Bryan Vanderkruk:

  • Appearance: quite dark. I’m guessing natural colour out of virgin oak.
  • Nose: lots of wood on the nose, and some of the green woodiness I tend to get when the spirit/wood ratio was thrown off by using small barrels. Cedar. Wood spice. Cinnamon, nutmeg. Slightest hint of smoke.
  • Palate: wood-forward. Cedar stain. Tastes like virgin oak. More cinnamon, pepper. It has a really interesting sweet note reminiscent of a candy I just can’t place. Some vegetal notes. Mild bbq sauce. Interesting.
  • Finish: medium length, woody and that cedar stain note sticks around. Vegetal.
  • 78/100

Conclusion: It has some really interesting notes that I enjoy, but the finish isn’t the best. I definitely would love to find out what size barrels this was aged in, as it tastes like small 15-25gal barrel influence.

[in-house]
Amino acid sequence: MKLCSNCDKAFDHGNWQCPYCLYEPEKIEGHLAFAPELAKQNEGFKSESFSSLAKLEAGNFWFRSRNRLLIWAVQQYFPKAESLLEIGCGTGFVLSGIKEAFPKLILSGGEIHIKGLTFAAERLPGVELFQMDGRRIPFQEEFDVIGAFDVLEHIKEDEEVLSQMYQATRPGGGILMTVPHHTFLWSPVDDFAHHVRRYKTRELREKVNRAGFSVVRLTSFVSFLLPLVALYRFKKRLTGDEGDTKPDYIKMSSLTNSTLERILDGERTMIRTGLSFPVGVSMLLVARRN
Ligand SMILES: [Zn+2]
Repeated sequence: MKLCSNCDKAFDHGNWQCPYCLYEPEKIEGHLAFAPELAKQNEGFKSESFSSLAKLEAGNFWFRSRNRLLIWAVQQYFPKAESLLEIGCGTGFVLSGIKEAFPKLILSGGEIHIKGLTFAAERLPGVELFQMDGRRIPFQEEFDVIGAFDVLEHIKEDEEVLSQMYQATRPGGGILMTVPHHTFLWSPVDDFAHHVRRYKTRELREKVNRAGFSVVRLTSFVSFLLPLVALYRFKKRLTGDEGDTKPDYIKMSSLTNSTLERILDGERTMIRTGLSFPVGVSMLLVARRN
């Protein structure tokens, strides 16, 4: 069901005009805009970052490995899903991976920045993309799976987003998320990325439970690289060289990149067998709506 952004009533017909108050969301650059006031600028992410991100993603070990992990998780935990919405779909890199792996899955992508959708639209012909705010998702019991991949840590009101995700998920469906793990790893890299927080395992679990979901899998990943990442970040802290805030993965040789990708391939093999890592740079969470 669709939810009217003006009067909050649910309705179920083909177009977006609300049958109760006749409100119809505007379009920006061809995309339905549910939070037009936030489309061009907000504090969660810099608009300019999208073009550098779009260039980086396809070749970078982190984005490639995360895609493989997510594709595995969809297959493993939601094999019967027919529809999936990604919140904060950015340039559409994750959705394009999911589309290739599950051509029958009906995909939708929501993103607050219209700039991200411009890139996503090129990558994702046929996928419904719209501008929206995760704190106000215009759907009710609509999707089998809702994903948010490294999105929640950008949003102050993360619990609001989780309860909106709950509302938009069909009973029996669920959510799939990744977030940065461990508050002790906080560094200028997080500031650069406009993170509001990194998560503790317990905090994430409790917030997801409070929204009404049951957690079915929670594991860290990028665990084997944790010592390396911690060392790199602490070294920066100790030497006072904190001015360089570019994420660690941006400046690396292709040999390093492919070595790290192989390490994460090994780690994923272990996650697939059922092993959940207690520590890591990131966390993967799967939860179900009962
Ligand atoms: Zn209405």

Devoz Whisky:

  • Nose: Light on nose, oak, wood, saw dust, orange, caramel, berries.
  • Palate: Drying in mouth, wood, oak, saw dust, vanilla, pepper, nice bit of heat.
  • Finish: On the shorter side, lots of wood, oak and sawdust, licorice reminds me of some virgin oak matured whiskies.
  • 69/100

Conclusion: Shorter finish and dominant wood profile made this one less up my alley than the cherrywood.


  • Nose: Green wood, play-doh, pine needles, pepper, fruity sweetness, wood smoke, caramel
  • Palate: Mild and woody. Barley sugar, berry like fruitiness, oak, pepper, nutmeg. I find this to be pretty hot for under 46%.
  • Finish: Short-Medium. Very woody.
  • Overall: I found the notes in this one to be very cask driven. The flavours were stronger than the other 91 proof bottles but I found this to be due to the heavy wood influence which hid the spirit more than the others with the smoke still very mild. Overall this was my least favourite of the four as it tasted quite youthful and was a little hot for the proof.